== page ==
Premium Journalist
3 minute read
25 Nov 2016
9:59 am

Ethiopia excited to host FIFA’s executive football summit


Ethiopia has been hailed for its football infrastructure development throughout the continent.


Ethiopia is looking forward to hosting the Fédération Internationale de Football Association’s (FIFA) executive football summit to be held early next year, a senior official said.

The capital, Addis Ababa, was chosen as the only African city and one of the six international venues to host two out of 11 of the summit sessions. Following the launch in Paris, two summits will take place in Singapore (6-8 December), two in Miami (17-18 January), two in Doha (14-16 February), and two in Addis Ababa (21-23 February).

As the seat of the African Union and the love its people have for football, it was a natural fit that Ethiopia should be selected to host the summit, said Wondemkun Alayu, public relations head of the Ethiopian Football Federation (EFF).

“Since the key findings of the discussions will then be fed back to the relevant decision-making bodies within FIFA, we are planning to put important topics, including how to develop Ethiopian football, on the discussion table,” he told the African News Agency (ANA).

“Our world continues to grow increasingly fluid and borderless, as global economies and technologies advances connect once-distant parts of the world and football, being the stage that brings all of us together, we will make sure many issues concerning Ethiopia’s football will be discussed.”

Ethiopia has been hailed for its football infrastructure development throughout the continent.

Ethiopia Football Federation president Junedin Basha earlier confirmed while speaking to SuperSport that “as a country and federation, we are indeed honoured to be the choice for the Fifa summit next year. That confirms the confidence the world governing body has shown to Ethiopia”.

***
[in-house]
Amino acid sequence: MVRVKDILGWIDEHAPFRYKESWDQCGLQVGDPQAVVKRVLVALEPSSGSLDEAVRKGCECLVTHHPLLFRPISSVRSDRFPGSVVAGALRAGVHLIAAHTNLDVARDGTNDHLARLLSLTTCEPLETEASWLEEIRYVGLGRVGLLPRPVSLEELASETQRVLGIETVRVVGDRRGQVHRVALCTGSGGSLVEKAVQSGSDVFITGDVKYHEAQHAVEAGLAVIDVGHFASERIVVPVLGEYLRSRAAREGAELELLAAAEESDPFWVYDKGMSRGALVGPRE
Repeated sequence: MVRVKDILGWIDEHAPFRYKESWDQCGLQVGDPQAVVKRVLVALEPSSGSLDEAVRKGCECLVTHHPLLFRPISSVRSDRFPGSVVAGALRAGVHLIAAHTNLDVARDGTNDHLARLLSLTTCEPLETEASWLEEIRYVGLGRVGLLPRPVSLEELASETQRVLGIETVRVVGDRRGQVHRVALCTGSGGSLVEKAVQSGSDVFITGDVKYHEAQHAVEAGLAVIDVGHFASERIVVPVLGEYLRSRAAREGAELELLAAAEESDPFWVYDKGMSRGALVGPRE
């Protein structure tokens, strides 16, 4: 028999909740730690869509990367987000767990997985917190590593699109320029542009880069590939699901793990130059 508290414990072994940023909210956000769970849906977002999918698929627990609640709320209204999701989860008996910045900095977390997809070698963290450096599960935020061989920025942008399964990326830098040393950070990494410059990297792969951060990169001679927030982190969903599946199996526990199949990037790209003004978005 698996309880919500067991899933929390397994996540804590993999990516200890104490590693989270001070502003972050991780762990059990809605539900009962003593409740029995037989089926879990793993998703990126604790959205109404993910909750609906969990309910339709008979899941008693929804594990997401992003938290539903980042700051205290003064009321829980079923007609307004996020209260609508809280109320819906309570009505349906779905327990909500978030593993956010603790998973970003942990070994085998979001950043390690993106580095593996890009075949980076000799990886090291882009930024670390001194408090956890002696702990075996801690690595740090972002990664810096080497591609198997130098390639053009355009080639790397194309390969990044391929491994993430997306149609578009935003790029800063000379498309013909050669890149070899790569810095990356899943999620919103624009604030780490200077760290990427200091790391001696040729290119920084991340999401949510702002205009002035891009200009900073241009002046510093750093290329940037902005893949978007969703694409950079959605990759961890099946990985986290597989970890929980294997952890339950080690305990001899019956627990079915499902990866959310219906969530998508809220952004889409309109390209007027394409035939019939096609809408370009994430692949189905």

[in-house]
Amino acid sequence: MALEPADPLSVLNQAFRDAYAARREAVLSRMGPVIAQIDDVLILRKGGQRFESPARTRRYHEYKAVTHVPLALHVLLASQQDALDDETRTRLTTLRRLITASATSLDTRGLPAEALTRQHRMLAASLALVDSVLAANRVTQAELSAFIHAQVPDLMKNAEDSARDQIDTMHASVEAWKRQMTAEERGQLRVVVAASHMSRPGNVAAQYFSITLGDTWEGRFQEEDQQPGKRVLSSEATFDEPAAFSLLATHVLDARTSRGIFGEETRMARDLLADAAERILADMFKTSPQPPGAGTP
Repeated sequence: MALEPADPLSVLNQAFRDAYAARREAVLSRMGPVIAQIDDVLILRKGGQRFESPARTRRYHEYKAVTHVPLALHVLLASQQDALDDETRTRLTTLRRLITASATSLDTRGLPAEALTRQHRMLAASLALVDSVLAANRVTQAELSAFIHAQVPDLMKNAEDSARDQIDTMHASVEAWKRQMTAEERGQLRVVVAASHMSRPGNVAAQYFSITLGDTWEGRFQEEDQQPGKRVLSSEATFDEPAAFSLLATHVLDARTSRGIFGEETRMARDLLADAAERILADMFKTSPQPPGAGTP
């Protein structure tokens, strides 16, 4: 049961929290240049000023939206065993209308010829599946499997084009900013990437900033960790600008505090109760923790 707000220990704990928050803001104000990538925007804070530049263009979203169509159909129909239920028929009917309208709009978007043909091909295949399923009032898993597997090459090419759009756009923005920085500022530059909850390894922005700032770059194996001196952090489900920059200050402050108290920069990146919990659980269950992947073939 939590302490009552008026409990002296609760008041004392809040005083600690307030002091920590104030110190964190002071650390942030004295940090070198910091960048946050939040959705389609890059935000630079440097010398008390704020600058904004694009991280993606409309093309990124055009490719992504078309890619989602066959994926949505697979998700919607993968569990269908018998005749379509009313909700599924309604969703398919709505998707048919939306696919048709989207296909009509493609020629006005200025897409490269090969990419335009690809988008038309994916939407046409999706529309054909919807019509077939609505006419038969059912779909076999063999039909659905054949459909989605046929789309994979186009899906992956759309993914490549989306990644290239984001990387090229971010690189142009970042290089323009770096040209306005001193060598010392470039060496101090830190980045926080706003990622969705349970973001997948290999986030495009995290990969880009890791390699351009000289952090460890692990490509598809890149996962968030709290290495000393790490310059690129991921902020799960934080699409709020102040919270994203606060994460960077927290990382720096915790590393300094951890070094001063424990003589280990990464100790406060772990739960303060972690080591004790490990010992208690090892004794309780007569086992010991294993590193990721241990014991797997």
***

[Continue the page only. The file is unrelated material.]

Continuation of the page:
One of the topics that will be discussed, according to him, were how to make African countries part of “FIFA 2.0: The Vision for the Future”, which was announced last October.

FIFA President Gianni Infantino unveiled the vision, along with a roadmap it has published for how to most effectively grow the game, enhancing the football experience for fans and players, and building a stronger institution.

It also includes a four billion dollar investment over the next decade in football development through FIFA’s 211 member associations under the FIFA Forward Programme, and additional funding initiatives. It plans to increase total participation in football players, coaches, referees and fans, from 45 percent to 60 percent of the global population, according to FIFA 2.0 vision.

“FIFA 2.0 is set to double to 60 million, the number of female football players worldwide by 2026 through the development and execution of a strategy to bring women’s football to the mainstream,” said the document.

“Our society has always been part of football, whether historically or socially. More than a game, more than a sport, it is a fabric of our everyday life,” Wondemkun added.

“We hope from this summit FIFA will amplify its efforts to develop and promote Ethiopia’s football worldwide, at every level. We then will be able to produce international high quality competitions, host more friendly games reaching billions of fans, to making the game more accessible to talented girls and boys throughout the country.”